Thousands of officers at law enforcement agencies have started to wear body cameras to record the interactions they have with the public. The new technology is being put out there very fast. It is being implemented faster than departments are able to create policies for the use of the cameras. The growing use of these new devices raises privacy concerns. With the body cameras being equipped this quickly, many of the concerns that arise affects the future of the devices. Los Angeles daily news states that "Unlike dashboard cameras, body cameras follow the officer everywhere. The cameras, if they aren't turned off, can go with officers into a bathroom or locker room, or capture private conversations between partners. Footage can become evidence in a criminal case, or be used to discipline officers or exonerate them of false accusations." The cameras are rolling and worn at all times when on duty, therefore the cameras will capture anything and everything the officer does or sees. This actually helps with policing, since the officer knows they are being recorded. It also captures what a civilian does on a daily basis when an officer drives or walks past them. Equipping officers with these devices raises many issues over privacy. There are concerns of the cameras invading a person's privacy because the recordings in some states can be accessed by anyone. If there are clear policies out there for the departments, it may help with the privacy concerns. Recently the federal did a survey and according to the studies, "63 law enforcement agencies using body cameras said nearly a third of the agencies had no written policy on the devices." A lot of departments do not have any privacy policies released or written out. It's not known how many agencies are using body cameras, therefore it is harder to determine who needs to release a policy for the devices. Stanley, who is a supporter of the police body-worn cameras says, "Unfortunately, you’re seeing a lot of departments just sticking cameras on their officers without thinking through the policies very well." The non-selective release of footage from body cameras, if there is any, can have a negative effect on the victims of crime, therefore having policies written out can decrease complaints or issues with privacy. Also, police departments have started to use body cameras more and more except many do not have a clear and fully written policy. There have been police recommendations from legislators, law enforcement organizations, and civil liberty groups. However, most police departments either do not have a policy or have not released them. Overall, police departments are working on releasing privacy policies for the new devices and police body cameras have had a positive effect so far, as shown in many studies. The body-worn cameras are a useful piece of technology that is being implemented in many departments today. With these tiny cameras being equipped for officers, there will hopefully be a significant change on the policing.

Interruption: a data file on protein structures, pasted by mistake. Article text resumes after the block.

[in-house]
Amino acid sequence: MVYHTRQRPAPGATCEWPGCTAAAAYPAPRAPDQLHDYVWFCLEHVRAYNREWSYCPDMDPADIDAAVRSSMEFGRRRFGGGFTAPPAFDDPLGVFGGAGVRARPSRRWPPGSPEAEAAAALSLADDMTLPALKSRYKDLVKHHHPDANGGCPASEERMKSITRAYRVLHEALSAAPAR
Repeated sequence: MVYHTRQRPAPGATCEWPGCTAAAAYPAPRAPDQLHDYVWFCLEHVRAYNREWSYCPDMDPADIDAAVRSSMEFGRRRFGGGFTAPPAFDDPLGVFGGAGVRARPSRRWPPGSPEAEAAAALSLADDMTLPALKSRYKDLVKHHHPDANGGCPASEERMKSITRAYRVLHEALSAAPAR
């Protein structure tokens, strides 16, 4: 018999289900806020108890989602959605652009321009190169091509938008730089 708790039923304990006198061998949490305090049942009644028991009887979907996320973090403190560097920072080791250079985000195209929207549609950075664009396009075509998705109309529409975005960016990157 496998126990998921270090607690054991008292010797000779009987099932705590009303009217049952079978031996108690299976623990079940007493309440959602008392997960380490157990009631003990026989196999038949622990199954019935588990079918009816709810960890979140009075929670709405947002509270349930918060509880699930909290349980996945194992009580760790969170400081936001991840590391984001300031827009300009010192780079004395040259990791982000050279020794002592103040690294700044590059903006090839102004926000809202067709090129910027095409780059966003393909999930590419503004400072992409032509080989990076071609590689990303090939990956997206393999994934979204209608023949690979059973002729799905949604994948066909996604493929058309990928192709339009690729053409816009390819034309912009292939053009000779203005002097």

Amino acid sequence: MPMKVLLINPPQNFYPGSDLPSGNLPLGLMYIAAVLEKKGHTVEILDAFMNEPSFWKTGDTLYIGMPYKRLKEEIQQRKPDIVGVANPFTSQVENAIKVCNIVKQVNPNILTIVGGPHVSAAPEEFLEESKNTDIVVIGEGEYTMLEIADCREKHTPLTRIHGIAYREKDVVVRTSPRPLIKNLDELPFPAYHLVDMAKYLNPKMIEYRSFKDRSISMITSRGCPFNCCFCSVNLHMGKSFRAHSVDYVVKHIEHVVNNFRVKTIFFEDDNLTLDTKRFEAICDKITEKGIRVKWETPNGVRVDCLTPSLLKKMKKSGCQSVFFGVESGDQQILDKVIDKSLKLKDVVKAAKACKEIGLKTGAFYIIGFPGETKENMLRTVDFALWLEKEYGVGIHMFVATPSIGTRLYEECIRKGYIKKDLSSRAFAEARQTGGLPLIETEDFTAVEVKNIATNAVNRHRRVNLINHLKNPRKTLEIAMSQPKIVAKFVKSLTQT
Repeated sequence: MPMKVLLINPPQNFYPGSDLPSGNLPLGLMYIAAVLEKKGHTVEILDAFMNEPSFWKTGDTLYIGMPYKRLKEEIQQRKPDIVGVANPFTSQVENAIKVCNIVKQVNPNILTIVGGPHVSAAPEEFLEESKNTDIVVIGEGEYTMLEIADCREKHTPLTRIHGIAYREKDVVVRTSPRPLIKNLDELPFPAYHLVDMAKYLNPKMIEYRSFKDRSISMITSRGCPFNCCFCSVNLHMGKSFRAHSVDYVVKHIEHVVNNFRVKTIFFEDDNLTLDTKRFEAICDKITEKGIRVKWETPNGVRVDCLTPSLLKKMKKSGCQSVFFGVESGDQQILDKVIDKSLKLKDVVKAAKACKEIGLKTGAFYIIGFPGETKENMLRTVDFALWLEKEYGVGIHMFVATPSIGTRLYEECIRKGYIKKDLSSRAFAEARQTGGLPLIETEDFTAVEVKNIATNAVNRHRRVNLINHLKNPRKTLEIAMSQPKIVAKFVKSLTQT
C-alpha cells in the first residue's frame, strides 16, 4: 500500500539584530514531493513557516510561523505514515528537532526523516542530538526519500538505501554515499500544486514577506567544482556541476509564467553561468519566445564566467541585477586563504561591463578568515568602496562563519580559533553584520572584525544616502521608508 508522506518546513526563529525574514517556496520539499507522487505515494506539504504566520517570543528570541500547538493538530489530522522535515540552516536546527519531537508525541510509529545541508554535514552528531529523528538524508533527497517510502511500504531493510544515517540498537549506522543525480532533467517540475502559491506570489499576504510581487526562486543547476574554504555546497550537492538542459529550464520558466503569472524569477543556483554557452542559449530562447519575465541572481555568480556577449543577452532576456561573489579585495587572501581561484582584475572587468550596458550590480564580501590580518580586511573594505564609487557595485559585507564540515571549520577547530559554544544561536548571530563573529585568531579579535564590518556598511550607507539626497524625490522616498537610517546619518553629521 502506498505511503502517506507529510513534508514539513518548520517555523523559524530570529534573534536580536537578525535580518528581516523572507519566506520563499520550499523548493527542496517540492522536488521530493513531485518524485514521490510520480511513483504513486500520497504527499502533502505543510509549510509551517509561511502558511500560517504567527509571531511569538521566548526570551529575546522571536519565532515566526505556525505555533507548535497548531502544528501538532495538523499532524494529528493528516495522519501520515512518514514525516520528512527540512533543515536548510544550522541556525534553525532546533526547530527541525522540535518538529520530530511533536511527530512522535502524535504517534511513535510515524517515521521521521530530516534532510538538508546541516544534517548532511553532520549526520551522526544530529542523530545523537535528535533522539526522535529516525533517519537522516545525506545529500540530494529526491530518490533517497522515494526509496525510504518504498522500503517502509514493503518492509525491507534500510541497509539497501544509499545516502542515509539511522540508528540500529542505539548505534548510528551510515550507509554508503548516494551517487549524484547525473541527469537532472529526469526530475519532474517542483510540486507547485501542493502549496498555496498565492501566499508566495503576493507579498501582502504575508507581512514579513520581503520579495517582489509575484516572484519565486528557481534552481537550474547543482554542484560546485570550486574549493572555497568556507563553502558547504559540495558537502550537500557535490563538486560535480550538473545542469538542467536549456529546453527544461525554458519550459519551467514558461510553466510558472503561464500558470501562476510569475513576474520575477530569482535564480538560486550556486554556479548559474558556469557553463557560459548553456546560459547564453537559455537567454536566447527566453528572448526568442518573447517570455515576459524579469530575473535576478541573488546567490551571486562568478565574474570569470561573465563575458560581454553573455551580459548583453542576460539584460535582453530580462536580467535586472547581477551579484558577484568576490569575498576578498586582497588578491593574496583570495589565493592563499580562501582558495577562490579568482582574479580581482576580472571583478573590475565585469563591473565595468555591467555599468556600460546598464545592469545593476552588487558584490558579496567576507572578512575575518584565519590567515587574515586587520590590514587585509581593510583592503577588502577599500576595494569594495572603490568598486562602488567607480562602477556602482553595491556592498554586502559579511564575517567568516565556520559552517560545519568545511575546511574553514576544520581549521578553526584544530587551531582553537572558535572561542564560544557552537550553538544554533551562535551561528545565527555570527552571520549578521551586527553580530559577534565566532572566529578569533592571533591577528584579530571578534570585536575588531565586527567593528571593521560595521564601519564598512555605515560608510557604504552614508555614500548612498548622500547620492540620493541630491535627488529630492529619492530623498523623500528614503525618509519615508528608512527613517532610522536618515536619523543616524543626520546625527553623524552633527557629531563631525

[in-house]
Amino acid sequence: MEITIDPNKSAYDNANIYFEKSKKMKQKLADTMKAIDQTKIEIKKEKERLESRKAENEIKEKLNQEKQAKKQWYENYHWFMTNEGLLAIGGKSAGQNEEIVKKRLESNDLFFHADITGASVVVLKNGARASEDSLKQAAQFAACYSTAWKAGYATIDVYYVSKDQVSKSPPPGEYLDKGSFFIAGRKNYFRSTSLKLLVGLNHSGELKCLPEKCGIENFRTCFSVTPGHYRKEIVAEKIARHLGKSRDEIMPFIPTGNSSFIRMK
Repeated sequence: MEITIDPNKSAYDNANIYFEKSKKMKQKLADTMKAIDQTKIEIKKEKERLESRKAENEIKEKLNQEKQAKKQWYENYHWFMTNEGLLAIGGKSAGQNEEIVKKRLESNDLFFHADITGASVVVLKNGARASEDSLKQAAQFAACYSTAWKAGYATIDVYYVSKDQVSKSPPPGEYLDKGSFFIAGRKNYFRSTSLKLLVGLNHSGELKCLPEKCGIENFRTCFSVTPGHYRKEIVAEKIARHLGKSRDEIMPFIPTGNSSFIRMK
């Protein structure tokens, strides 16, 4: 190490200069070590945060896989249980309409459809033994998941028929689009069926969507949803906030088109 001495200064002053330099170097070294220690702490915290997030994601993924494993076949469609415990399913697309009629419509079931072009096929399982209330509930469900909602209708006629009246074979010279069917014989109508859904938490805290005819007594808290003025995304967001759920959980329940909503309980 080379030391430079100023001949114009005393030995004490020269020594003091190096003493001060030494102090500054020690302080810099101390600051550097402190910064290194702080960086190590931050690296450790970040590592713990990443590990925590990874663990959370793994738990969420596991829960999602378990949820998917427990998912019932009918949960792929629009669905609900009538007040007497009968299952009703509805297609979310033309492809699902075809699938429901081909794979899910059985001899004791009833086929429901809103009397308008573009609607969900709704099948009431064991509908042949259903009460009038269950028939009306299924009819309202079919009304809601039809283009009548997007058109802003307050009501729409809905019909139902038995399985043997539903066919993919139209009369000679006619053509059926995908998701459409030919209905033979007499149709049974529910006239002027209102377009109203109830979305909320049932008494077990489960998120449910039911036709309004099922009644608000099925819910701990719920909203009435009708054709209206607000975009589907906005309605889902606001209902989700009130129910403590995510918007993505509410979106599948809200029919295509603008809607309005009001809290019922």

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Romany Thet